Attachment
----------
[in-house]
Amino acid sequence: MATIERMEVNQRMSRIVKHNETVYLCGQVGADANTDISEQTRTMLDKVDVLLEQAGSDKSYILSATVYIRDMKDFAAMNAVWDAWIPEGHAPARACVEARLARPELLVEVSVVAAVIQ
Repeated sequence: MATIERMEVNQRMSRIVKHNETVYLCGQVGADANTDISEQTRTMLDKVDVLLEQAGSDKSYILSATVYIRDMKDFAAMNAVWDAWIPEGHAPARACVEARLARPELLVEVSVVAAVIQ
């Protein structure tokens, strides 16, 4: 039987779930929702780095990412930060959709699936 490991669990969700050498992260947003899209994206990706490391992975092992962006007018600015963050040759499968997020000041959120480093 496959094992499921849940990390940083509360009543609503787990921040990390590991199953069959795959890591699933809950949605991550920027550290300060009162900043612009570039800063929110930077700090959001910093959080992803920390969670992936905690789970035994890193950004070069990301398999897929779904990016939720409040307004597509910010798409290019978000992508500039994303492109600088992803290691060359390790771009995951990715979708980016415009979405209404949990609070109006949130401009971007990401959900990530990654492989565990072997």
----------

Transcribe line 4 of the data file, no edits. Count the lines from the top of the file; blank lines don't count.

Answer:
């Protein structure tokens, strides 16, 4: 039987779930929702780095990412930060959709699936 490991669990969700050498992260947003899209994206990706490391992975092992962006007018600015963050040759499968997020000041959120480093 496959094992499921849940990390940083509360009543609503787990921040990390590991199953069959795959890591699933809950949605991550920027550290300060009162900043612009570039800063929110930077700090959001910093959080992803920390969670992936905690789970035994890193950004070069990301398999897929779904990016939720409040307004597509910010798409290019978000992508500039994303492109600088992803290691060359390790771009995951990715979708980016415009979405209404949990609070109006949130401009971007990401959900990530990654492989565990072997």